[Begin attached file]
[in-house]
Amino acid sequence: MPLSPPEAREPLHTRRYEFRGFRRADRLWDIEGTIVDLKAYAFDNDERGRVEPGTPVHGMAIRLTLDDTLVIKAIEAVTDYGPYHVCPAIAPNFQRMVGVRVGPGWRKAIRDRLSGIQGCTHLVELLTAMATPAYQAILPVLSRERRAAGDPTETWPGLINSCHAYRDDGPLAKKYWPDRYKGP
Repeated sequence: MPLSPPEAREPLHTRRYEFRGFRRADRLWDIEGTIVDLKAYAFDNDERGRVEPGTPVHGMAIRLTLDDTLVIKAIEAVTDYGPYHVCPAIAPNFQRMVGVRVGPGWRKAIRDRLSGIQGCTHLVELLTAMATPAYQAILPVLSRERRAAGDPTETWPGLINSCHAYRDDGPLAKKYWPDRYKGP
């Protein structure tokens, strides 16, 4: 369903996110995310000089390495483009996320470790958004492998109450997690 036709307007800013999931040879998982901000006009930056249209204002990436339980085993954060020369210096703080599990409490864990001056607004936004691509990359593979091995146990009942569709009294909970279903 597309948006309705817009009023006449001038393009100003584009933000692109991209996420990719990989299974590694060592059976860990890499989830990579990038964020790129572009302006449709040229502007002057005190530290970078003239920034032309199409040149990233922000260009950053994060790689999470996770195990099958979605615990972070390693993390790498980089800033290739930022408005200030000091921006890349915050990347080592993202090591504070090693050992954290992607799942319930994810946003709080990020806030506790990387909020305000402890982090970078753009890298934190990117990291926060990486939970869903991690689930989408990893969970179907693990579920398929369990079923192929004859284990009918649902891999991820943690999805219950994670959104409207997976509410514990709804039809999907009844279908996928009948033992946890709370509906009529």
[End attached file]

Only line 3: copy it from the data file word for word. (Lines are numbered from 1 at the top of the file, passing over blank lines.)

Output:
Repeated sequence: MPLSPPEAREPLHTRRYEFRGFRRADRLWDIEGTIVDLKAYAFDNDERGRVEPGTPVHGMAIRLTLDDTLVIKAIEAVTDYGPYHVCPAIAPNFQRMVGVRVGPGWRKAIRDRLSGIQGCTHLVELLTAMATPAYQAILPVLSRERRAAGDPTETWPGLINSCHAYRDDGPLAKKYWPDRYKGP